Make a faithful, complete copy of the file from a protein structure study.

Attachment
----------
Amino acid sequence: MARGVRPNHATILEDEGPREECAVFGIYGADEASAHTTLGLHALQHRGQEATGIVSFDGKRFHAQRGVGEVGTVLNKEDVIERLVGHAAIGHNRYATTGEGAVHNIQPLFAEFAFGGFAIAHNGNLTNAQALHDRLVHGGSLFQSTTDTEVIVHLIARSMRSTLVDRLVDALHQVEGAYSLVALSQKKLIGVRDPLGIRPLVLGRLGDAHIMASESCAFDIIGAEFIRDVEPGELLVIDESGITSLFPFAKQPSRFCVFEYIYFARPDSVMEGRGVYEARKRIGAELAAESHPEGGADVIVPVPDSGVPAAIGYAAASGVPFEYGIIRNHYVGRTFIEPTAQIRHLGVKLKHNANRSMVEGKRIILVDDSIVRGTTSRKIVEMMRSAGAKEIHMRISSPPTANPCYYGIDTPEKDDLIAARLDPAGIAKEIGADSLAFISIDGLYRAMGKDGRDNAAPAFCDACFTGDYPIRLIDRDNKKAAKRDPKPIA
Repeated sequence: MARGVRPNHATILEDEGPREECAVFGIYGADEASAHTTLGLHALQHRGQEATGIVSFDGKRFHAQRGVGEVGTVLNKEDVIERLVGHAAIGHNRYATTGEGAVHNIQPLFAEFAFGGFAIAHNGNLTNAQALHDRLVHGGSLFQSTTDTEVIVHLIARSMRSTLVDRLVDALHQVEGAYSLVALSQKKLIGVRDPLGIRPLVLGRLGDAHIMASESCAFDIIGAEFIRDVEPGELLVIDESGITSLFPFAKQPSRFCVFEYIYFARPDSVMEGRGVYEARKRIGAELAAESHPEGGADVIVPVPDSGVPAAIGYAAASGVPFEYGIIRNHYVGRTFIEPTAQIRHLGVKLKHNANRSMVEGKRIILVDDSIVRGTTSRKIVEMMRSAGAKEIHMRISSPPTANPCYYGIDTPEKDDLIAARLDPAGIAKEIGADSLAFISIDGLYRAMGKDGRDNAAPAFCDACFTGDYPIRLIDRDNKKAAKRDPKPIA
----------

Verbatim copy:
Amino acid sequence: MARGVRPNHATILEDEGPREECAVFGIYGADEASAHTTLGLHALQHRGQEATGIVSFDGKRFHAQRGVGEVGTVLNKEDVIERLVGHAAIGHNRYATTGEGAVHNIQPLFAEFAFGGFAIAHNGNLTNAQALHDRLVHGGSLFQSTTDTEVIVHLIARSMRSTLVDRLVDALHQVEGAYSLVALSQKKLIGVRDPLGIRPLVLGRLGDAHIMASESCAFDIIGAEFIRDVEPGELLVIDESGITSLFPFAKQPSRFCVFEYIYFARPDSVMEGRGVYEARKRIGAELAAESHPEGGADVIVPVPDSGVPAAIGYAAASGVPFEYGIIRNHYVGRTFIEPTAQIRHLGVKLKHNANRSMVEGKRIILVDDSIVRGTTSRKIVEMMRSAGAKEIHMRISSPPTANPCYYGIDTPEKDDLIAARLDPAGIAKEIGADSLAFISIDGLYRAMGKDGRDNAAPAFCDACFTGDYPIRLIDRDNKKAAKRDPKPIA
Repeated sequence: MARGVRPNHATILEDEGPREECAVFGIYGADEASAHTTLGLHALQHRGQEATGIVSFDGKRFHAQRGVGEVGTVLNKEDVIERLVGHAAIGHNRYATTGEGAVHNIQPLFAEFAFGGFAIAHNGNLTNAQALHDRLVHGGSLFQSTTDTEVIVHLIARSMRSTLVDRLVDALHQVEGAYSLVALSQKKLIGVRDPLGIRPLVLGRLGDAHIMASESCAFDIIGAEFIRDVEPGELLVIDESGITSLFPFAKQPSRFCVFEYIYFARPDSVMEGRGVYEARKRIGAELAAESHPEGGADVIVPVPDSGVPAAIGYAAASGVPFEYGIIRNHYVGRTFIEPTAQIRHLGVKLKHNANRSMVEGKRIILVDDSIVRGTTSRKIVEMMRSAGAKEIHMRISSPPTANPCYYGIDTPEKDDLIAARLDPAGIAKEIGADSLAFISIDGLYRAMGKDGRDNAAPAFCDACFTGDYPIRLIDRDNKKAAKRDPKPIA